Katie McDonough, assistant editor for Salon, offers a scathing critique of the GOP’s new class of jokers: Meet the “rising stars” of the dumbest rebrand ever — Welcome to the lamest reinvention in modern history. Why these “young guns” are just as scary as the old male ones:
To answer the questions Andy Kroll raised in his Wednesday Mother Jones piece exposing New Mexico Gov. Susana Martinez as a terrible shithead — yes, Martinez probably is the next Sarah Palin. And yes, Martinez is also, as Kroll points out, probably the next Chris Christie. Which is to say that she is currently being floated as a great savior of the Republican Party, even though she is terrible.
But while Martinez and some of the “young guns” being scouted by the National Republican Congressional Committee may make for some more demographically representative campaign ads, the policies they have built their careers on are pretty indistinguishable from the sea of white men who have been driving the GOP into the ground. And it’s these policies that matter most to the politically engaged and highly motived voting blocs — unmarried women of color, in particular — who are shaping contentious elections and whom the GOP so desperately want on its side.
The “Young Guns” — a GOP recruitment program that categorizes its most promising candidates into “contenders,” “on the radar,” and “young guns” — don’t fare much better. Virginia delegate Barbara Comstock, currently running for Congress and considered “on the radar,” called equal pay measures a “left-wing agenda,” and denounced the Lilly Ledbetter Fair Pay Act as “partisan.” When debating access to later-term abortion in her state, Comstock declared there was “never” a health reason that a woman would need such a procedure. (This is totally and completely false.)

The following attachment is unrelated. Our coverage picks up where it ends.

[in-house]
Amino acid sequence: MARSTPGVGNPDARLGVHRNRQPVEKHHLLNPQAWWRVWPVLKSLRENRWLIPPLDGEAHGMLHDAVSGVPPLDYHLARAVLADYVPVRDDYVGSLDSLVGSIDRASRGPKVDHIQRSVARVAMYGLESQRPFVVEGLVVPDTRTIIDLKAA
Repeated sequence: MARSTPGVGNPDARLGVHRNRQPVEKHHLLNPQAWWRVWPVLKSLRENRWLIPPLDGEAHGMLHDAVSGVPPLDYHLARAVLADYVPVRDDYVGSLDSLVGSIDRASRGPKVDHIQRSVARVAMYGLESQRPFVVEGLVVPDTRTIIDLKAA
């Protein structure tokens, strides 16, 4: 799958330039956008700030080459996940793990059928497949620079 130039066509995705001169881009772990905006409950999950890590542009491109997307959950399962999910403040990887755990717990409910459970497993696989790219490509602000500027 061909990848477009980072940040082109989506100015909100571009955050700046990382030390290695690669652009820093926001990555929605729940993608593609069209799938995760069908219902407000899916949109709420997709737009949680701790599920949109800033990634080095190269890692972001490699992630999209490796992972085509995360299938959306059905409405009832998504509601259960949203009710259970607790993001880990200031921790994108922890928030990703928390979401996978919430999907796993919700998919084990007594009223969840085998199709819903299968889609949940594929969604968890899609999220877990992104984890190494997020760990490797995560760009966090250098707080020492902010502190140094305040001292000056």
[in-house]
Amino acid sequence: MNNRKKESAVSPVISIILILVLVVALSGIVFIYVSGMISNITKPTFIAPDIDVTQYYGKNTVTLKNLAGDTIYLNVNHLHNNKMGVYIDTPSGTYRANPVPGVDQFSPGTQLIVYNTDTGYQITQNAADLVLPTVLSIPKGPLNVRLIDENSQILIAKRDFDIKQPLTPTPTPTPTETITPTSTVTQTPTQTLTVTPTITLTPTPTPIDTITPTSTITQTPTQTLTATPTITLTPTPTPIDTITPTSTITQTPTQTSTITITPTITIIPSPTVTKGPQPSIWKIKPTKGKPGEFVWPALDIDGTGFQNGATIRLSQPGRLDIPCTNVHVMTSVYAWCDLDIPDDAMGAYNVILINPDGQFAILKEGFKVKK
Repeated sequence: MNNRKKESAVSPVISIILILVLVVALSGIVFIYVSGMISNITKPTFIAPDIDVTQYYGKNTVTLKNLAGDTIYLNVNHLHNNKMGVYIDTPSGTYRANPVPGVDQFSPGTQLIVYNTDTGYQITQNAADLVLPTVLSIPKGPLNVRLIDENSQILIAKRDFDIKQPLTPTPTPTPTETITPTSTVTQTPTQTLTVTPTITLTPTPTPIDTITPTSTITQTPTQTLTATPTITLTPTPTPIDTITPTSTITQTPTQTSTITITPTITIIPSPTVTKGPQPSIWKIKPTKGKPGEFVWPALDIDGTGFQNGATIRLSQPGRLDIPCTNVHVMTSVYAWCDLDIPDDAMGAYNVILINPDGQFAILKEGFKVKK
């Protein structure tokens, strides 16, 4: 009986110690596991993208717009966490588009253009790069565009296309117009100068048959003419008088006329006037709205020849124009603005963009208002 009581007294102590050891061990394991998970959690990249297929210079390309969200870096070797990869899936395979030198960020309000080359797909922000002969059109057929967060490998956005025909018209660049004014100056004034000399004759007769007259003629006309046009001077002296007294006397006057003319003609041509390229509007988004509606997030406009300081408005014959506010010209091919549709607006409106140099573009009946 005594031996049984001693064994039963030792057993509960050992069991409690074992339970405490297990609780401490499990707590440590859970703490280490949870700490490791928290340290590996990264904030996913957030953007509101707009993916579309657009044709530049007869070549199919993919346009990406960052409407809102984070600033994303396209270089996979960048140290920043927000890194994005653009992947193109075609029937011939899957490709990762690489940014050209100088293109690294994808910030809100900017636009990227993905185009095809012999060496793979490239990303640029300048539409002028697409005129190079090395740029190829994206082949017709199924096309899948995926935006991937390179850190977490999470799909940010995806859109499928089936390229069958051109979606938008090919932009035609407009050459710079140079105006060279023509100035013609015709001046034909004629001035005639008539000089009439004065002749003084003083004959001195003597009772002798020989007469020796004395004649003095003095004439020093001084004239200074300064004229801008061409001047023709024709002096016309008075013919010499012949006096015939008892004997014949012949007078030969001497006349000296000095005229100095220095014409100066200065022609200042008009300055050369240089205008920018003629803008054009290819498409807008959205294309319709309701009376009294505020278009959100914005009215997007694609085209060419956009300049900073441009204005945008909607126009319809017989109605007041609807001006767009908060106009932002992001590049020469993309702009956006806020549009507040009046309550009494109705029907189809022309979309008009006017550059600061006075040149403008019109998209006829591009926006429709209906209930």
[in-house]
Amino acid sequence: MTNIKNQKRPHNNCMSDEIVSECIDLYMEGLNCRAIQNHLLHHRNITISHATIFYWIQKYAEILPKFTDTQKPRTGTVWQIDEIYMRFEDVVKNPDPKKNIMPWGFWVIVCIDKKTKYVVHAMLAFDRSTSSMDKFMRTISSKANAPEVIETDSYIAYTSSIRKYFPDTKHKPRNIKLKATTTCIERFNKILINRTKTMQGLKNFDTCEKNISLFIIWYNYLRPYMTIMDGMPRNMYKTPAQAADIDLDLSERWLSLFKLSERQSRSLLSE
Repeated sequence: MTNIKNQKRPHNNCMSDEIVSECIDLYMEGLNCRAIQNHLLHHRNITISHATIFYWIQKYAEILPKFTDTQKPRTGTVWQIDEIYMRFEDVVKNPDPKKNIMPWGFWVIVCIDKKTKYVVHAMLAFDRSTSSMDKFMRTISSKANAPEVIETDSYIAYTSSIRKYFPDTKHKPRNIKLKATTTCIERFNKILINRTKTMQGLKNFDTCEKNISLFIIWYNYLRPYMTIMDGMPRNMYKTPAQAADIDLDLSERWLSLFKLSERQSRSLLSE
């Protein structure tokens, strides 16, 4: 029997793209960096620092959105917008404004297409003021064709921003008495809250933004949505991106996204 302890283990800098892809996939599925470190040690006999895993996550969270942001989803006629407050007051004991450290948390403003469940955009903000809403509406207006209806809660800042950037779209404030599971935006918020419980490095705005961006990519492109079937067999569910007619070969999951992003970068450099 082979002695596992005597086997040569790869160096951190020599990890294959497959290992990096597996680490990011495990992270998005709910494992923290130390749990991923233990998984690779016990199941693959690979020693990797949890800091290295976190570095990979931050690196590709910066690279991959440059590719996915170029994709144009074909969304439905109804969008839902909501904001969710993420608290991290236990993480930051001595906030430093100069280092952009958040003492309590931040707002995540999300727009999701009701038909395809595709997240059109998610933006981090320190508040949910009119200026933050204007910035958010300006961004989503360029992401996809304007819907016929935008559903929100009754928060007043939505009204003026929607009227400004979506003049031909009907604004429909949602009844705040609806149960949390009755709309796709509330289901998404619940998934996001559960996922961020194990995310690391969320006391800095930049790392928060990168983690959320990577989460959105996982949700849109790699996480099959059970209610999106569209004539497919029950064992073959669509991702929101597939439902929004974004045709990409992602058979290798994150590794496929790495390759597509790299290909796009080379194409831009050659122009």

Arizona “young gun” Martha McSally, currently running for a United States House seat, wants to allow employers to deny their female workers birth control, and — like most of her GOP contemporaries — couches her defense of gender rating in insurance in the language of “religious freedom.” Mimi Walters, a “contender” in California, doesn’t support the inclusion of maternity coverage in health insurance. (How pro-family of her.) Utah “contender” Mia Love defended her party against the “war on women” label by arguing that the GOP — despite working feverishly to defund Planned Parenthood and roll back access to basic reproductive health services across the country — was the party of “choice,” because it wants “more free choice and more liberties” for all.
The names and faces may be unfamiliar to national audiences, but the policies are exactly the same. The hype around Martinez is following the same script that managed to convince the country that Christie is a “moderate.” The “young guns” are more of the same: an army of women who are beating the drum against reproductive rights, fighting equal pay in the states and pulling moves from the same tired playbook.
If it wasn’t such a cliché, I’d say something here about the GOP and the very definition of insanity.
If the party wants to stop its nose dive at the polls with all but an aging population of white voters, they should maybe try to find some candidates whose views and agendas aren’t so disdainful of and hostile to the voters they need to survive. It may also want to stop hailing bridge-burning assholes as the future of the GOP. That might help, too.
Tell us how you really feel, Katie.